A drawing showing construction details is included to aid in building the cold room. Detailed construction plans and a materials list with costs are available online at the Department of Biosystems and Agricultural Engineering Web site at http://www.bae.uky. edu/ext/Specialty_Crops/. It should be noted that the costs are as of June 2009 and are from a major building supply chain. The costs will vary depending on suppliers and will change over time. Mention or display of a trademark, proprietary product, or firm in text or figures does not constitute an endorsement and does not imply approval to the exclusion of other suitable products or firms.

Educational programs of Kentucky Cooperative Extension serve all people regardless of race, color, age, sex, religion, disability, or national origin. Issued in furtherance of Cooperative Extension work, Acts of May 8 and June 30, 1914, in cooperation with the U.S. Department of Agriculture, M. Scott Smith, Director, Land Grant Programs, University of Kentucky College of Agriculture, Lexington, and Kentucky State University, Frankfort. Copyright Š 2009 for materials developed by University of Kentucky Cooperative Extension. This publication may be reproduced in portions or its entirety for educational or nonprofit purposes only. Permitted users shall give credit to the author(s) and include this copyright notice. Publications are also available on the World Wide Web at Issued 12-2009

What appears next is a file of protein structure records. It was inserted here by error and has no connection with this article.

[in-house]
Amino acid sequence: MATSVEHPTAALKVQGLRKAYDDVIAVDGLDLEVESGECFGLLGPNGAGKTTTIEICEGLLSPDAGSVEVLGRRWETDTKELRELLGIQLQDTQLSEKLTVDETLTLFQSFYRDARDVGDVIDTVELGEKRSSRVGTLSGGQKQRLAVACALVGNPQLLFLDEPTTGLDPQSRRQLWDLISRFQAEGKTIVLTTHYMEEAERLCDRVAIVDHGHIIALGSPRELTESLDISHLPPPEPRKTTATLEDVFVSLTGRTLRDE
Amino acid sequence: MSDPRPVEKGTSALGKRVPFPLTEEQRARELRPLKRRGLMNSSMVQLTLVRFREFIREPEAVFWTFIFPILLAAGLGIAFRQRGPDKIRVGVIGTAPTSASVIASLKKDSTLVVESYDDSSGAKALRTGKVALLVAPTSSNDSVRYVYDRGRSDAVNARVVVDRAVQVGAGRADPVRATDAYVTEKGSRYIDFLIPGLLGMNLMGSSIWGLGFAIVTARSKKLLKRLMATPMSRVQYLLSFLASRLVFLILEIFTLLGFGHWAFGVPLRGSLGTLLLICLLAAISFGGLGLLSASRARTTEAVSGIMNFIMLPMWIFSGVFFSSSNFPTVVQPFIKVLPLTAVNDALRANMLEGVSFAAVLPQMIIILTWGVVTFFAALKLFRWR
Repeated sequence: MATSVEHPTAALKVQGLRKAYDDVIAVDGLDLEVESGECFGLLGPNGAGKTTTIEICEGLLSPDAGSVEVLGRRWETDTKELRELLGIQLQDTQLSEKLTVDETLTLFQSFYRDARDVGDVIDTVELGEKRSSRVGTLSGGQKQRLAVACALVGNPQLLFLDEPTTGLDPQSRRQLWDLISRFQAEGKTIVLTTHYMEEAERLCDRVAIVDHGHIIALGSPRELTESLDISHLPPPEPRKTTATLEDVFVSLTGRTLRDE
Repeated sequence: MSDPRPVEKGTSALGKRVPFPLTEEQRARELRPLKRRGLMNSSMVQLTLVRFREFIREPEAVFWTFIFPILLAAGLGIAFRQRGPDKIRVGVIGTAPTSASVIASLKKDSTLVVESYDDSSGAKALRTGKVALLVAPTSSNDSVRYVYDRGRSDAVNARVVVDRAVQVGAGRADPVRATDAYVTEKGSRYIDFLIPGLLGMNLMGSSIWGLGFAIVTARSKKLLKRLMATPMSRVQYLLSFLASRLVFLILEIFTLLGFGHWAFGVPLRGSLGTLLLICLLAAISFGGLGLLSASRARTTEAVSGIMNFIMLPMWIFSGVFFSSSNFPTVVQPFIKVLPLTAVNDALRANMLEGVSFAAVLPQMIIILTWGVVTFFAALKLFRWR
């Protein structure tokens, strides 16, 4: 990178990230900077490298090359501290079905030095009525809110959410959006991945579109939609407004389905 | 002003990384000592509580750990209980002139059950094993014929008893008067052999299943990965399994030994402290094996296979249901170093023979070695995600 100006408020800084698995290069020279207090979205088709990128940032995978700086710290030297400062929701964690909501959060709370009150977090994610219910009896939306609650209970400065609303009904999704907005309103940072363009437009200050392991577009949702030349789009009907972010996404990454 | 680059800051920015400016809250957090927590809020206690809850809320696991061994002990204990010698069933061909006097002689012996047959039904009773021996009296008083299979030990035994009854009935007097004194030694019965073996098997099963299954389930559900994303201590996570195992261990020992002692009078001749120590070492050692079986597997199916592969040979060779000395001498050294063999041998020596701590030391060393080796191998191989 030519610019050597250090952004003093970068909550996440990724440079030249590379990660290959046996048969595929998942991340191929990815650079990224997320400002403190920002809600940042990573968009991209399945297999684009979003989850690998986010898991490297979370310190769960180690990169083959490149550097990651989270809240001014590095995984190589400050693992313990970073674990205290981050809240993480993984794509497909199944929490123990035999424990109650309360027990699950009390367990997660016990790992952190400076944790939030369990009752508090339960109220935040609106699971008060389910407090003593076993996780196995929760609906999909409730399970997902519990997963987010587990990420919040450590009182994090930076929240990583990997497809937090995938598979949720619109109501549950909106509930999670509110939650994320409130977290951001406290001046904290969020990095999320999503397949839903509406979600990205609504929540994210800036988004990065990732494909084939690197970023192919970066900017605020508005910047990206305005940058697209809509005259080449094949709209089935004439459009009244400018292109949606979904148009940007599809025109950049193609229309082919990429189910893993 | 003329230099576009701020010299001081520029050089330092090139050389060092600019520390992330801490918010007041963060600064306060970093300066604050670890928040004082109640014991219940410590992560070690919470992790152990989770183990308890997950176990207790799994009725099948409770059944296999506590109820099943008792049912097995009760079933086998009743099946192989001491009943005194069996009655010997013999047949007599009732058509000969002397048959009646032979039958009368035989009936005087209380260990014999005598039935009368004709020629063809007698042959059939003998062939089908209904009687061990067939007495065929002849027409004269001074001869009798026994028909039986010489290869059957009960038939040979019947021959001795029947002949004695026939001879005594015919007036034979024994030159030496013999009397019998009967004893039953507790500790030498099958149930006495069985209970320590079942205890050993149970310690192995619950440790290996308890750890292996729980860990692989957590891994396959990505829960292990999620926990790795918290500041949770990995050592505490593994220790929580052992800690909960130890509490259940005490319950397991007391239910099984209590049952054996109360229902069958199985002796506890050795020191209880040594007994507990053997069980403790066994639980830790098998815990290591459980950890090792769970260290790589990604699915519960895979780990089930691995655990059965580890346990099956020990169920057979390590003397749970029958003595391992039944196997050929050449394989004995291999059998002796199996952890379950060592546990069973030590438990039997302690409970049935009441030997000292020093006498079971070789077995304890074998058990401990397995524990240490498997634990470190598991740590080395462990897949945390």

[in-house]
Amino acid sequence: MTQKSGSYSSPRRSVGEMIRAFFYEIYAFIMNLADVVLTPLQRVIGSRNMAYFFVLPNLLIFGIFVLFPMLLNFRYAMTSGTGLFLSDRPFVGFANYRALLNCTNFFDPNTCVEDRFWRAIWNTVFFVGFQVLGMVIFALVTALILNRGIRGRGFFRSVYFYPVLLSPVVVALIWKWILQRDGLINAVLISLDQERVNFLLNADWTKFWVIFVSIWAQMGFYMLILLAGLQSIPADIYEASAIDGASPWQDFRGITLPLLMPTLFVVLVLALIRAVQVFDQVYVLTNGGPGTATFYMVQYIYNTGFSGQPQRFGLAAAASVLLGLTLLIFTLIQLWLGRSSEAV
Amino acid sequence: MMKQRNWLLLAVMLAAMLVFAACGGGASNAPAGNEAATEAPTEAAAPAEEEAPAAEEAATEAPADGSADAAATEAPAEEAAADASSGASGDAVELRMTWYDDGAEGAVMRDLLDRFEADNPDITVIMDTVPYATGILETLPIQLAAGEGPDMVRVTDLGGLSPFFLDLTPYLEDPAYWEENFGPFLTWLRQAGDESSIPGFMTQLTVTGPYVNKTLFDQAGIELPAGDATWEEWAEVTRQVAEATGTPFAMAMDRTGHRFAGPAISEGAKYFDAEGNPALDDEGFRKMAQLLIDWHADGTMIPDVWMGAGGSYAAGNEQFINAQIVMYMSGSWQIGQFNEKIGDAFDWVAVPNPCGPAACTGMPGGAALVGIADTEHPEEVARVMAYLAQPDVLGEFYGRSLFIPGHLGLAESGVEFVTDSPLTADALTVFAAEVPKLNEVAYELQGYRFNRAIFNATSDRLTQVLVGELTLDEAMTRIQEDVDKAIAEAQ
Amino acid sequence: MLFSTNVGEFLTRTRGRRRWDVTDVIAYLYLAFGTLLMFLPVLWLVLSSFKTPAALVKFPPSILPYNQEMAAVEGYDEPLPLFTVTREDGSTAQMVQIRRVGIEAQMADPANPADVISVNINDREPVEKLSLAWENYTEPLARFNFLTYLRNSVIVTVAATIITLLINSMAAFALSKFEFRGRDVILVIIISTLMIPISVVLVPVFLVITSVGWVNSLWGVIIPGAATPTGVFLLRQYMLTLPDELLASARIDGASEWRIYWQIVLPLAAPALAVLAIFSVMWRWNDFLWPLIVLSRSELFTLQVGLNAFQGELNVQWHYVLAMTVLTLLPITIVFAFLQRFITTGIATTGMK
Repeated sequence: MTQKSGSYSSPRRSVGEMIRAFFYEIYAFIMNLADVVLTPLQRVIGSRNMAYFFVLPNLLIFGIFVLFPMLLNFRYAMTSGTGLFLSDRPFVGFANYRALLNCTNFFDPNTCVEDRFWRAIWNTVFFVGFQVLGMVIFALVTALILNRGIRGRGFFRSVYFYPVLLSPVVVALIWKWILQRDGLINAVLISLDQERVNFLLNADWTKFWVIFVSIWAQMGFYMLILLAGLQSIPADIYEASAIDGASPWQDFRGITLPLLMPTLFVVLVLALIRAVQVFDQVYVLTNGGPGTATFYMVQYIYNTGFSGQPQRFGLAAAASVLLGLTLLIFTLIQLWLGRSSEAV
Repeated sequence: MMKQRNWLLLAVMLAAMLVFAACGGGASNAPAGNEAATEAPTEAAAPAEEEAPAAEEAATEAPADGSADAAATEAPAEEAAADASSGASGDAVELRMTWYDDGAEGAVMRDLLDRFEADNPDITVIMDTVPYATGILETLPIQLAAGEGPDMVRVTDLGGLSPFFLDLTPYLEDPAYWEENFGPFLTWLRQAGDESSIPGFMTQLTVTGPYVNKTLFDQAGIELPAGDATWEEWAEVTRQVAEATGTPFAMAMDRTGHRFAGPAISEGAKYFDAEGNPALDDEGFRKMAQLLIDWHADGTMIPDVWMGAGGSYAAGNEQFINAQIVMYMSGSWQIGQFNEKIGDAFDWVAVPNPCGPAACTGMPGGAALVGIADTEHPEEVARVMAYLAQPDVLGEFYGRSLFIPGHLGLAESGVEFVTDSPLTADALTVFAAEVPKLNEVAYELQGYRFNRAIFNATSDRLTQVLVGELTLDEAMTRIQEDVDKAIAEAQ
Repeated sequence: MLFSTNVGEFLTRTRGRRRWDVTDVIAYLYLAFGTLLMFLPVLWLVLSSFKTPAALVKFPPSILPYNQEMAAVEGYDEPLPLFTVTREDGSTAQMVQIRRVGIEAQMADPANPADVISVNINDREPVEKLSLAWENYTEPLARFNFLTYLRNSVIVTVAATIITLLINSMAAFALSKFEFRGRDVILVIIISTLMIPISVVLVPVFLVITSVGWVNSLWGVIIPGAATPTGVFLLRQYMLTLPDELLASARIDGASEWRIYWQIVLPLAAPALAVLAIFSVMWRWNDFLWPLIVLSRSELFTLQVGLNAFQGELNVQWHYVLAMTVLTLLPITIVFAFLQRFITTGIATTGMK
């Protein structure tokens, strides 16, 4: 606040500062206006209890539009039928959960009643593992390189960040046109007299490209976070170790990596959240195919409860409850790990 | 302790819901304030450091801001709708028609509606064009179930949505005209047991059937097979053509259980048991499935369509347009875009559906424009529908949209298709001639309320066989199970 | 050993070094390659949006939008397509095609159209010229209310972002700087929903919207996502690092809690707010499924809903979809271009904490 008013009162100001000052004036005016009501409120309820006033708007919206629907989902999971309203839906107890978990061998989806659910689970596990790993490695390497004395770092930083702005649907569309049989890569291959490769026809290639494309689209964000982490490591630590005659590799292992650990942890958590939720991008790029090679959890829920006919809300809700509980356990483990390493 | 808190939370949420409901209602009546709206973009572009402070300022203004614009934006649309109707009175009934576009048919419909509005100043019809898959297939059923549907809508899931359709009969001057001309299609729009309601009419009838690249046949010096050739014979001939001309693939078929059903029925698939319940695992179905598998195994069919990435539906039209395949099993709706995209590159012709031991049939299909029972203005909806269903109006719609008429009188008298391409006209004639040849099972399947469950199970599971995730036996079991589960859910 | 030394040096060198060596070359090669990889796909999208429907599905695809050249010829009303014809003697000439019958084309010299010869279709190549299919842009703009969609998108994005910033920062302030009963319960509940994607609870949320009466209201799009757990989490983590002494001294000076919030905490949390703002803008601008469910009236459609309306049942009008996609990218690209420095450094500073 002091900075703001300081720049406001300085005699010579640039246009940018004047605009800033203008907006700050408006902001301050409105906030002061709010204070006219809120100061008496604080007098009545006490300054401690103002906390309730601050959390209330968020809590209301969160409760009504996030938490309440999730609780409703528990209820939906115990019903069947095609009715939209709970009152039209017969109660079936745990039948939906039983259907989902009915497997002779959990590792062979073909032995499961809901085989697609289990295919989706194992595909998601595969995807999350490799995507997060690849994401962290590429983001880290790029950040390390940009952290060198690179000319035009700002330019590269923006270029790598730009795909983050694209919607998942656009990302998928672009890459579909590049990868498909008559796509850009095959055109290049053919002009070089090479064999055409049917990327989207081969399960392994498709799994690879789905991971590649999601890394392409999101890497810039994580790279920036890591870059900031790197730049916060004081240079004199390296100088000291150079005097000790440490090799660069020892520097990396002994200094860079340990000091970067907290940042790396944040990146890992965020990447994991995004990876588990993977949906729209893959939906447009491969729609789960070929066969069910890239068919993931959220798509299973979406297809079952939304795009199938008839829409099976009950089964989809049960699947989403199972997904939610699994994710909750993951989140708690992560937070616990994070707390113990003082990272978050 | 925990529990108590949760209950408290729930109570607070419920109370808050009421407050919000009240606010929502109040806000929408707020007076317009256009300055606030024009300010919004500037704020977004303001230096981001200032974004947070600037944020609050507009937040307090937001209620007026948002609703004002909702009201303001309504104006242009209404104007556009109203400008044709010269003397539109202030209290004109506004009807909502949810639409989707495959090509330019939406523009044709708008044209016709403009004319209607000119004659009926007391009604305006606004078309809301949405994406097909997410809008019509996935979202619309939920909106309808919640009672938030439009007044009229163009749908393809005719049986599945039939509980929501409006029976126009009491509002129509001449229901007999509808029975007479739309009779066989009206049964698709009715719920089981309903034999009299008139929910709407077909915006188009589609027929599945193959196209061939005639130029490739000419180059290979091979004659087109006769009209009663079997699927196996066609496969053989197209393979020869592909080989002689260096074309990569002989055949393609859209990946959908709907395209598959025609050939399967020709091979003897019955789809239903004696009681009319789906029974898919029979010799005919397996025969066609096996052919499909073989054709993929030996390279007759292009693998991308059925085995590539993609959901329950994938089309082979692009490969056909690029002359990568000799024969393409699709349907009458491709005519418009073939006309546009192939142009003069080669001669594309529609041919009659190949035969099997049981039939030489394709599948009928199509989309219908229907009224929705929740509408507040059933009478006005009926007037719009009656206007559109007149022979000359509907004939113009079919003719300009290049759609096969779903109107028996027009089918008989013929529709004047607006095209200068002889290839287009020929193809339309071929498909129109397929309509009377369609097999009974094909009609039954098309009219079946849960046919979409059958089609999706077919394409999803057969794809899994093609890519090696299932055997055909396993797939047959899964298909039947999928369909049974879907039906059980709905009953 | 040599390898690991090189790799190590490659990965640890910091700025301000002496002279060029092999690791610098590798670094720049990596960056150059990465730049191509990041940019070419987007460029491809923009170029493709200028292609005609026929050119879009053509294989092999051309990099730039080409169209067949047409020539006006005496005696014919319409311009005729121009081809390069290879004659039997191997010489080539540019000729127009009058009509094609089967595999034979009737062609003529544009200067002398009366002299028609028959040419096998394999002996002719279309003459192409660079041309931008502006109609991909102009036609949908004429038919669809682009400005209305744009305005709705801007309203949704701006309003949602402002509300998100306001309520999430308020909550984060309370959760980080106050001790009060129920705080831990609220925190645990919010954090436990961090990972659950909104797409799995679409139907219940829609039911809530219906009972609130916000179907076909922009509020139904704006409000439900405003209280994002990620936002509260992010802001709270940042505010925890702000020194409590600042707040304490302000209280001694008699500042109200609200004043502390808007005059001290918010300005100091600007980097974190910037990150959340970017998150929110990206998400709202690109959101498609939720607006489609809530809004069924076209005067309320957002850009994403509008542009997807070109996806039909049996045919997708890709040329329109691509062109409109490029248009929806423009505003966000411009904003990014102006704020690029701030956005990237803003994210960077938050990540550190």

Low-Cost Cold Storage Room for Market Growers